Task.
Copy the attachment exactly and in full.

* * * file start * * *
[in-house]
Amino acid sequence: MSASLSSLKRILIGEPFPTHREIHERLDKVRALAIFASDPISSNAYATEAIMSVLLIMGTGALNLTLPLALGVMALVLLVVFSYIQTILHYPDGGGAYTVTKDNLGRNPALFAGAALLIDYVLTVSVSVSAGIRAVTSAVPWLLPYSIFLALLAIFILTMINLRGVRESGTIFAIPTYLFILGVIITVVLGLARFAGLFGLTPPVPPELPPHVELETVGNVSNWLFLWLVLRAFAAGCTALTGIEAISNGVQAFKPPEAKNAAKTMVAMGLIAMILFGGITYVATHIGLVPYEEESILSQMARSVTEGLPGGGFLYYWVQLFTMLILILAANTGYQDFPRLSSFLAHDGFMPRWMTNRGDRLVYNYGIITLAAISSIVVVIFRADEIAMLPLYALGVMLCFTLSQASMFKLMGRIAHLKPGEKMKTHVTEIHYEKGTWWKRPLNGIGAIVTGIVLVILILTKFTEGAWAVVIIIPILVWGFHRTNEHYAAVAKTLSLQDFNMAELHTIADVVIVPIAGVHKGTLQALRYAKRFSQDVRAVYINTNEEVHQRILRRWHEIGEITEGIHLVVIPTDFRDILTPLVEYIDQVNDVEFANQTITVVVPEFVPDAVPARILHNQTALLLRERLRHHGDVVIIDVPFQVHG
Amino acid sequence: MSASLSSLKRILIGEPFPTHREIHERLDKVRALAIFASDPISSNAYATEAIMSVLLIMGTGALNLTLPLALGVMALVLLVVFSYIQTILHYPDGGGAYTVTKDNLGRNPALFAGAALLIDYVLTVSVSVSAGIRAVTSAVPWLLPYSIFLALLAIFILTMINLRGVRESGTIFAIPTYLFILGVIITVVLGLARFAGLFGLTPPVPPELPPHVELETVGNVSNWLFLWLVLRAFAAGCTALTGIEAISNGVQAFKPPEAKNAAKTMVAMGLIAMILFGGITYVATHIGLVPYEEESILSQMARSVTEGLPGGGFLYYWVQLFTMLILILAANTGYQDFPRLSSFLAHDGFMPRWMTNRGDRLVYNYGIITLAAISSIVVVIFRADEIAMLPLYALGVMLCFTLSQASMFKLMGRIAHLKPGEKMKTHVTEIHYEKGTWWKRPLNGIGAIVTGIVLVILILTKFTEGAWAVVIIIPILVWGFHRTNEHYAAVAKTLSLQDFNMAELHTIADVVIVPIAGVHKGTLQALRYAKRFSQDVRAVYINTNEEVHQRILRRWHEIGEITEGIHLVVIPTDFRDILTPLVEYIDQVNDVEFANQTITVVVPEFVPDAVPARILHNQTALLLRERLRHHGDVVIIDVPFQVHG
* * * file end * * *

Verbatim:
[in-house]
Amino acid sequence: MSASLSSLKRILIGEPFPTHREIHERLDKVRALAIFASDPISSNAYATEAIMSVLLIMGTGALNLTLPLALGVMALVLLVVFSYIQTILHYPDGGGAYTVTKDNLGRNPALFAGAALLIDYVLTVSVSVSAGIRAVTSAVPWLLPYSIFLALLAIFILTMINLRGVRESGTIFAIPTYLFILGVIITVVLGLARFAGLFGLTPPVPPELPPHVELETVGNVSNWLFLWLVLRAFAAGCTALTGIEAISNGVQAFKPPEAKNAAKTMVAMGLIAMILFGGITYVATHIGLVPYEEESILSQMARSVTEGLPGGGFLYYWVQLFTMLILILAANTGYQDFPRLSSFLAHDGFMPRWMTNRGDRLVYNYGIITLAAISSIVVVIFRADEIAMLPLYALGVMLCFTLSQASMFKLMGRIAHLKPGEKMKTHVTEIHYEKGTWWKRPLNGIGAIVTGIVLVILILTKFTEGAWAVVIIIPILVWGFHRTNEHYAAVAKTLSLQDFNMAELHTIADVVIVPIAGVHKGTLQALRYAKRFSQDVRAVYINTNEEVHQRILRRWHEIGEITEGIHLVVIPTDFRDILTPLVEYIDQVNDVEFANQTITVVVPEFVPDAVPARILHNQTALLLRERLRHHGDVVIIDVPFQVHG
Amino acid sequence: MSASLSSLKRILIGEPFPTHREIHERLDKVRALAIFASDPISSNAYATEAIMSVLLIMGTGALNLTLPLALGVMALVLLVVFSYIQTILHYPDGGGAYTVTKDNLGRNPALFAGAALLIDYVLTVSVSVSAGIRAVTSAVPWLLPYSIFLALLAIFILTMINLRGVRESGTIFAIPTYLFILGVIITVVLGLARFAGLFGLTPPVPPELPPHVELETVGNVSNWLFLWLVLRAFAAGCTALTGIEAISNGVQAFKPPEAKNAAKTMVAMGLIAMILFGGITYVATHIGLVPYEEESILSQMARSVTEGLPGGGFLYYWVQLFTMLILILAANTGYQDFPRLSSFLAHDGFMPRWMTNRGDRLVYNYGIITLAAISSIVVVIFRADEIAMLPLYALGVMLCFTLSQASMFKLMGRIAHLKPGEKMKTHVTEIHYEKGTWWKRPLNGIGAIVTGIVLVILILTKFTEGAWAVVIIIPILVWGFHRTNEHYAAVAKTLSLQDFNMAELHTIADVVIVPIAGVHKGTLQALRYAKRFSQDVRAVYINTNEEVHQRILRRWHEIGEITEGIHLVVIPTDFRDILTPLVEYIDQVNDVEFANQTITVVVPEFVPDAVPARILHNQTALLLRERLRHHGDVVIIDVPFQVHG